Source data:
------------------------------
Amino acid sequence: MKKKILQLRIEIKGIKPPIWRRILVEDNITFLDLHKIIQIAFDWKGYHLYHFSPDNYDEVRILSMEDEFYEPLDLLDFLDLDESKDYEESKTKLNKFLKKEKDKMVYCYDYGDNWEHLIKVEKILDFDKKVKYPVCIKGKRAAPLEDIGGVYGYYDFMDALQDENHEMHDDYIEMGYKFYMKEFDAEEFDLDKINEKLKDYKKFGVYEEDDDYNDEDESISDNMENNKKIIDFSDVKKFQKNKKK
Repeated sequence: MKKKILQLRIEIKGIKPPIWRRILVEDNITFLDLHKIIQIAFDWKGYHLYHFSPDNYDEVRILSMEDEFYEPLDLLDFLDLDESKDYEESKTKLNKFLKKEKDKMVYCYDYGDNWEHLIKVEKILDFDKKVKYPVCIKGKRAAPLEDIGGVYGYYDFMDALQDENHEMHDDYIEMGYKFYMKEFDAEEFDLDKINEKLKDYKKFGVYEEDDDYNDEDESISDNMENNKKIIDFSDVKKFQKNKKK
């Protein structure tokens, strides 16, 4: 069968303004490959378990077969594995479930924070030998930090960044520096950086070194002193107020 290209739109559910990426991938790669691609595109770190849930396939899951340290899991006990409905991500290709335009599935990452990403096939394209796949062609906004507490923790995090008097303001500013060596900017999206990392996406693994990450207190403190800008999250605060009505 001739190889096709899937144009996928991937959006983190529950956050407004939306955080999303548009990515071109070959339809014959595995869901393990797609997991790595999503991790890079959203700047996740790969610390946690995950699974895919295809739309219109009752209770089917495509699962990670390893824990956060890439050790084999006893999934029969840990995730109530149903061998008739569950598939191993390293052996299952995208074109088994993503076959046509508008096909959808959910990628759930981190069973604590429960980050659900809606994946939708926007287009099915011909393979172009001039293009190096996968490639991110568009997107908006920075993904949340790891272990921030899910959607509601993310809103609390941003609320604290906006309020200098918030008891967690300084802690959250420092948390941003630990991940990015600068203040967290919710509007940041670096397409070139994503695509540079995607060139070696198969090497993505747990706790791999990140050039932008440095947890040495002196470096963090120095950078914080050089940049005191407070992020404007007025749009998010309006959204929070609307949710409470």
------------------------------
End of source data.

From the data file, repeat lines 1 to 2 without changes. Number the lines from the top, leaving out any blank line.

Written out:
Amino acid sequence: MKKKILQLRIEIKGIKPPIWRRILVEDNITFLDLHKIIQIAFDWKGYHLYHFSPDNYDEVRILSMEDEFYEPLDLLDFLDLDESKDYEESKTKLNKFLKKEKDKMVYCYDYGDNWEHLIKVEKILDFDKKVKYPVCIKGKRAAPLEDIGGVYGYYDFMDALQDENHEMHDDYIEMGYKFYMKEFDAEEFDLDKINEKLKDYKKFGVYEEDDDYNDEDESISDNMENNKKIIDFSDVKKFQKNKKK
Repeated sequence: MKKKILQLRIEIKGIKPPIWRRILVEDNITFLDLHKIIQIAFDWKGYHLYHFSPDNYDEVRILSMEDEFYEPLDLLDFLDLDESKDYEESKTKLNKFLKKEKDKMVYCYDYGDNWEHLIKVEKILDFDKKVKYPVCIKGKRAAPLEDIGGVYGYYDFMDALQDENHEMHDDYIEMGYKFYMKEFDAEEFDLDKINEKLKDYKKFGVYEEDDDYNDEDESISDNMENNKKIIDFSDVKKFQKNKKK